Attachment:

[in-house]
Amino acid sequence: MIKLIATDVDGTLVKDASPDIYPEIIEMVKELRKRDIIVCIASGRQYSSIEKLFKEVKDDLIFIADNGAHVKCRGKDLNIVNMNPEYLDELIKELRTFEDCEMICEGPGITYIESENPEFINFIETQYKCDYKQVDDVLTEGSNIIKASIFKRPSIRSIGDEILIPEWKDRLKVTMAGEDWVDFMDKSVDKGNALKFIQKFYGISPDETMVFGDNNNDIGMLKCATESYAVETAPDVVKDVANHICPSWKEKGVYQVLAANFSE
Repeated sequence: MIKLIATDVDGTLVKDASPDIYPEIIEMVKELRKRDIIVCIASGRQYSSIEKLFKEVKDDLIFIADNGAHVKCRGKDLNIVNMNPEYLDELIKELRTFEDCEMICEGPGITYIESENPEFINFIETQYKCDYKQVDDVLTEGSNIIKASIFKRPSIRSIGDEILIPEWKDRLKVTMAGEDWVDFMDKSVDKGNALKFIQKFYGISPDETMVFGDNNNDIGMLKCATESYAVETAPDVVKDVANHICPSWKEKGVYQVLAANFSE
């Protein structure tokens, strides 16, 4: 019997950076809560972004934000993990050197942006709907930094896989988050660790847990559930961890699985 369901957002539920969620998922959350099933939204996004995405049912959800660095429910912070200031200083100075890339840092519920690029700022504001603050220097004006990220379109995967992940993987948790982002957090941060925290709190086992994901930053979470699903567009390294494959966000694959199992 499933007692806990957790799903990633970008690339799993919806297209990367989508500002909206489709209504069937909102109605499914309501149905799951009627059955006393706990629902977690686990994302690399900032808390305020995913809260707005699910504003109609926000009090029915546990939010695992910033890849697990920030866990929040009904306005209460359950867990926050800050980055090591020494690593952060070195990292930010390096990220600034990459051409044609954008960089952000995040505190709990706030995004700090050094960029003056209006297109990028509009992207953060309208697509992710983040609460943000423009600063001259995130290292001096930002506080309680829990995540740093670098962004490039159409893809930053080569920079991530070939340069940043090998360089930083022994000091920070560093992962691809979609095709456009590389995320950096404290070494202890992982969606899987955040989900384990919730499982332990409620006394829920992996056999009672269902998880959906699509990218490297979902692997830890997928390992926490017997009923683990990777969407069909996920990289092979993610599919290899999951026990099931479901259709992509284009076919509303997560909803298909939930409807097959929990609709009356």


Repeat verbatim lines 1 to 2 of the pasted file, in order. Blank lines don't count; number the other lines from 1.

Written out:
[in-house]
Amino acid sequence: MIKLIATDVDGTLVKDASPDIYPEIIEMVKELRKRDIIVCIASGRQYSSIEKLFKEVKDDLIFIADNGAHVKCRGKDLNIVNMNPEYLDELIKELRTFEDCEMICEGPGITYIESENPEFINFIETQYKCDYKQVDDVLTEGSNIIKASIFKRPSIRSIGDEILIPEWKDRLKVTMAGEDWVDFMDKSVDKGNALKFIQKFYGISPDETMVFGDNNNDIGMLKCATESYAVETAPDVVKDVANHICPSWKEKGVYQVLAANFSE